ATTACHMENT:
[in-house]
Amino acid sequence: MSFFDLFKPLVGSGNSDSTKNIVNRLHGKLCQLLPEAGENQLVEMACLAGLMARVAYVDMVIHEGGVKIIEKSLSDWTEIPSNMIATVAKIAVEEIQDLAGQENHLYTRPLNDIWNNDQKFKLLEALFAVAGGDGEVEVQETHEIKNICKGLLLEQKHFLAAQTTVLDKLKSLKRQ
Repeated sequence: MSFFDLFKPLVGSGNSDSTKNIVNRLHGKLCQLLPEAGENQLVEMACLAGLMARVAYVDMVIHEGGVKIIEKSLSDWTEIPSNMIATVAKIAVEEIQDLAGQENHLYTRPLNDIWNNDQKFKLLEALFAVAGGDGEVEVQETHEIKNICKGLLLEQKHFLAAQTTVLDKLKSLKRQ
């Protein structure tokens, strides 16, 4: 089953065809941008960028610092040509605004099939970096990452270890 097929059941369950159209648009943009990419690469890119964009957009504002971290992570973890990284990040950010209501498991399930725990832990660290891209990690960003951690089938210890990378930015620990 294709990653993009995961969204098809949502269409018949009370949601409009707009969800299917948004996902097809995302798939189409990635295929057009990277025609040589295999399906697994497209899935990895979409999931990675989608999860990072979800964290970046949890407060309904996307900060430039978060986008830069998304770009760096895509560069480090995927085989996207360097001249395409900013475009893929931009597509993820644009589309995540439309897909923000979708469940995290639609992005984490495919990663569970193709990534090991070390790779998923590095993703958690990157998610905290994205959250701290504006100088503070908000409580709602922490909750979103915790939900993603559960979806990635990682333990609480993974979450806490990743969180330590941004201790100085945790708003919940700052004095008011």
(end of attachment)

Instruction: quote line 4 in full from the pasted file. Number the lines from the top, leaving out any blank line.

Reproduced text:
């Protein structure tokens, strides 16, 4: 089953065809941008960028610092040509605004099939970096990452270890 097929059941369950159209648009943009990419690469890119964009957009504002971290992570973890990284990040950010209501498991399930725990832990660290891209990690960003951690089938210890990378930015620990 294709990653993009995961969204098809949502269409018949009370949601409009707009969800299917948004996902097809995302798939189409990635295929057009990277025609040589295999399906697994497209899935990895979409999931990675989608999860990072979800964290970046949890407060309904996307900060430039978060986008830069998304770009760096895509560069480090995927085989996207360097001249395409900013475009893929931009597509993820644009589309995540439309897909923000979708469940995290639609992005984490495919990663569970193709990534090991070390790779998923590095993703958690990157998610905290994205959250701290504006100088503070908000409580709602922490909750979103915790939900993603559960979806990635990682333990609480993974979450806490990743969180330590941004201790100085945790708003919940700052004095008011």